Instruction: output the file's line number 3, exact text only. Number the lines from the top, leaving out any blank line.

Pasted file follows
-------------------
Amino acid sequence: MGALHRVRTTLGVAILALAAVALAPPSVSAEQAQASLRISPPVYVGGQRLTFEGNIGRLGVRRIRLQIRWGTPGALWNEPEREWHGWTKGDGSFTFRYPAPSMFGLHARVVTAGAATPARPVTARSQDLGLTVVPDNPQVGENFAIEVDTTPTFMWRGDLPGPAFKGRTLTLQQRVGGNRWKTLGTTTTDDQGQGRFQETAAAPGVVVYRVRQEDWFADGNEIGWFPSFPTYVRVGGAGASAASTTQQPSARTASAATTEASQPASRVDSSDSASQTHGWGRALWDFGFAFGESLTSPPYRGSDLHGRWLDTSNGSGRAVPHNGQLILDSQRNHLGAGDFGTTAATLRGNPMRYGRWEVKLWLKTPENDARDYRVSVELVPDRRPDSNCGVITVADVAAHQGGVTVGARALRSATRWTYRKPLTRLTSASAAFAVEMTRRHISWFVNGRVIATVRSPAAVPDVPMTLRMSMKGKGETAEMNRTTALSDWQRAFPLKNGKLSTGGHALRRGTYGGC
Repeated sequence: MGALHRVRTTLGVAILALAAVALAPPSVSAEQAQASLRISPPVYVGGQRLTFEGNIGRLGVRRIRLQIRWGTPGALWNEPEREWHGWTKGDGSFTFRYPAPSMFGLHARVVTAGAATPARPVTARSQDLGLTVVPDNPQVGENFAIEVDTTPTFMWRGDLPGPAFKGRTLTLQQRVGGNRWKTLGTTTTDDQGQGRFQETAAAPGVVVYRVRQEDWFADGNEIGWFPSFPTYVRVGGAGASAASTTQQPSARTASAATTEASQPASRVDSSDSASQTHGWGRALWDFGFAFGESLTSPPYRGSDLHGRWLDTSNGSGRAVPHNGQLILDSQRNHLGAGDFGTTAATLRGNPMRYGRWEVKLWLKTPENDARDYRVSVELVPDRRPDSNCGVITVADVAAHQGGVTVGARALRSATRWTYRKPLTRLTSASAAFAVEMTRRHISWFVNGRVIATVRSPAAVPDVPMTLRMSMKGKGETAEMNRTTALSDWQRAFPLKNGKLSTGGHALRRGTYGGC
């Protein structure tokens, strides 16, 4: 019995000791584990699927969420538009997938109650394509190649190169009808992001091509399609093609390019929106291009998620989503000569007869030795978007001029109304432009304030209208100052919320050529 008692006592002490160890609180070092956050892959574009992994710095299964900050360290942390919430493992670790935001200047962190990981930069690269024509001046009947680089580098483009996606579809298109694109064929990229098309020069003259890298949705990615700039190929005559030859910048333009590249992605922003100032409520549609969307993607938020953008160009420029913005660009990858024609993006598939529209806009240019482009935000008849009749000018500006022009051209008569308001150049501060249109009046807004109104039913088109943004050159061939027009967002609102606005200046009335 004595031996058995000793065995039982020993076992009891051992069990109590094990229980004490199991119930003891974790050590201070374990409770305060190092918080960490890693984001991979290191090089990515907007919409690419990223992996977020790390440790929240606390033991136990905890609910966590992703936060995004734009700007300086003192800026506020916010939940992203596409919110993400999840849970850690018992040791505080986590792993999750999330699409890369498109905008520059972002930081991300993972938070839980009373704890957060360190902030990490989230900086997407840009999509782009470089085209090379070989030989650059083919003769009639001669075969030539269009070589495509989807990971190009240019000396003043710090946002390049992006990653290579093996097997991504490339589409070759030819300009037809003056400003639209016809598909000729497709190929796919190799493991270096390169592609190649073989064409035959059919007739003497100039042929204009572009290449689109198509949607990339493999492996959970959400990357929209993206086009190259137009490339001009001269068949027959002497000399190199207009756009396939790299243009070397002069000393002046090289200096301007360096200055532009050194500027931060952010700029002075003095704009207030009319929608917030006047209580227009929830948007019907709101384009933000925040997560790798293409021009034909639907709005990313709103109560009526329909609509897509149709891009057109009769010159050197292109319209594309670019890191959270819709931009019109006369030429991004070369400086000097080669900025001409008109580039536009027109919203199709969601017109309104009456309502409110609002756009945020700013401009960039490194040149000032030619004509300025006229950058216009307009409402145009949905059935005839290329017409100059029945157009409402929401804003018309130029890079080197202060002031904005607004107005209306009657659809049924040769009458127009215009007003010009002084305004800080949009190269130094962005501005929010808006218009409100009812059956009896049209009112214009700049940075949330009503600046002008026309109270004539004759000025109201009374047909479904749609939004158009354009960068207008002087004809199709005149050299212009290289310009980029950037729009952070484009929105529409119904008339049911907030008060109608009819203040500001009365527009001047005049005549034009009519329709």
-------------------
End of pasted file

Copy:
């Protein structure tokens, strides 16, 4: 019995000791584990699927969420538009997938109650394509190649190169009808992001091509399609093609390019929106291009998620989503000569007869030795978007001029109304432009304030209208100052919320050529 008692006592002490160890609180070092956050892959574009992994710095299964900050360290942390919430493992670790935001200047962190990981930069690269024509001046009947680089580098483009996606579809298109694109064929990229098309020069003259890298949705990615700039190929005559030859910048333009590249992605922003100032409520549609969307993607938020953008160009420029913005660009990858024609993006598939529209806009240019482009935000008849009749000018500006022009051209008569308001150049501060249109009046807004109104039913088109943004050159061939027009967002609102606005200046009335 004595031996058995000793065995039982020993076992009891051992069990109590094990229980004490199991119930003891974790050590201070374990409770305060190092918080960490890693984001991979290191090089990515907007919409690419990223992996977020790390440790929240606390033991136990905890609910966590992703936060995004734009700007300086003192800026506020916010939940992203596409919110993400999840849970850690018992040791505080986590792993999750999330699409890369498109905008520059972002930081991300993972938070839980009373704890957060360190902030990490989230900086997407840009999509782009470089085209090379070989030989650059083919003769009639001669075969030539269009070589495509989807990971190009240019000396003043710090946002390049992006990653290579093996097997991504490339589409070759030819300009037809003056400003639209016809598909000729497709190929796919190799493991270096390169592609190649073989064409035959059919007739003497100039042929204009572009290449689109198509949607990339493999492996959970959400990357929209993206086009190259137009490339001009001269068949027959002497000399190199207009756009396939790299243009070397002069000393002046090289200096301007360096200055532009050194500027931060952010700029002075003095704009207030009319929608917030006047209580227009929830948007019907709101384009933000925040997560790798293409021009034909639907709005990313709103109560009526329909609509897509149709891009057109009769010159050197292109319209594309670019890191959270819709931009019109006369030429991004070369400086000097080669900025001409008109580039536009027109919203199709969601017109309104009456309502409110609002756009945020700013401009960039490194040149000032030619004509300025006229950058216009307009409402145009949905059935005839290329017409100059029945157009409402929401804003018309130029890079080197202060002031904005607004107005209306009657659809049924040769009458127009215009007003010009002084305004800080949009190269130094962005501005929010808006218009409100009812059956009896049209009112214009700049940075949330009503600046002008026309109270004539004759000025109201009374047909479904749609939004158009354009960068207008002087004809199709005149050299212009290289310009980029950037729009952070484009929105529409119904008339049911907030008060109608009819203040500001009365527009001047005049005549034009009519329709």